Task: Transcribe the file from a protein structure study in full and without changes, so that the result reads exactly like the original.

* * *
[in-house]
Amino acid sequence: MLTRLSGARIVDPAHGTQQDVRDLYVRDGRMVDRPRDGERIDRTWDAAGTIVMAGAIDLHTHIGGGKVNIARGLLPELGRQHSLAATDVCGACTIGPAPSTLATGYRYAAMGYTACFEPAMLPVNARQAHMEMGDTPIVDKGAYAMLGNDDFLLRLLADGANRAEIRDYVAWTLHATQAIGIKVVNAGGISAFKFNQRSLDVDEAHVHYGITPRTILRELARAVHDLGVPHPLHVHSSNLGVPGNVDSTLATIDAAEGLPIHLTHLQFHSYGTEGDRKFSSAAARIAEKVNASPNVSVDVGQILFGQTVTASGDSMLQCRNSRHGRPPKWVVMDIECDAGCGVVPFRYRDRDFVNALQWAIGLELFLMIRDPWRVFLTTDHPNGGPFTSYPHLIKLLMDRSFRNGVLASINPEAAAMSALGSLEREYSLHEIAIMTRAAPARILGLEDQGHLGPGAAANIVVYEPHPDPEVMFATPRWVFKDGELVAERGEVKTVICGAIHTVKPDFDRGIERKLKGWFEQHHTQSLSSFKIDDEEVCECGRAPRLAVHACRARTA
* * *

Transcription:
[in-house]
Amino acid sequence: MLTRLSGARIVDPAHGTQQDVRDLYVRDGRMVDRPRDGERIDRTWDAAGTIVMAGAIDLHTHIGGGKVNIARGLLPELGRQHSLAATDVCGACTIGPAPSTLATGYRYAAMGYTACFEPAMLPVNARQAHMEMGDTPIVDKGAYAMLGNDDFLLRLLADGANRAEIRDYVAWTLHATQAIGIKVVNAGGISAFKFNQRSLDVDEAHVHYGITPRTILRELARAVHDLGVPHPLHVHSSNLGVPGNVDSTLATIDAAEGLPIHLTHLQFHSYGTEGDRKFSSAAARIAEKVNASPNVSVDVGQILFGQTVTASGDSMLQCRNSRHGRPPKWVVMDIECDAGCGVVPFRYRDRDFVNALQWAIGLELFLMIRDPWRVFLTTDHPNGGPFTSYPHLIKLLMDRSFRNGVLASINPEAAAMSALGSLEREYSLHEIAIMTRAAPARILGLEDQGHLGPGAAANIVVYEPHPDPEVMFATPRWVFKDGELVAERGEVKTVICGAIHTVKPDFDRGIERKLKGWFEQHHTQSLSSFKIDDEEVCECGRAPRLAVHACRARTA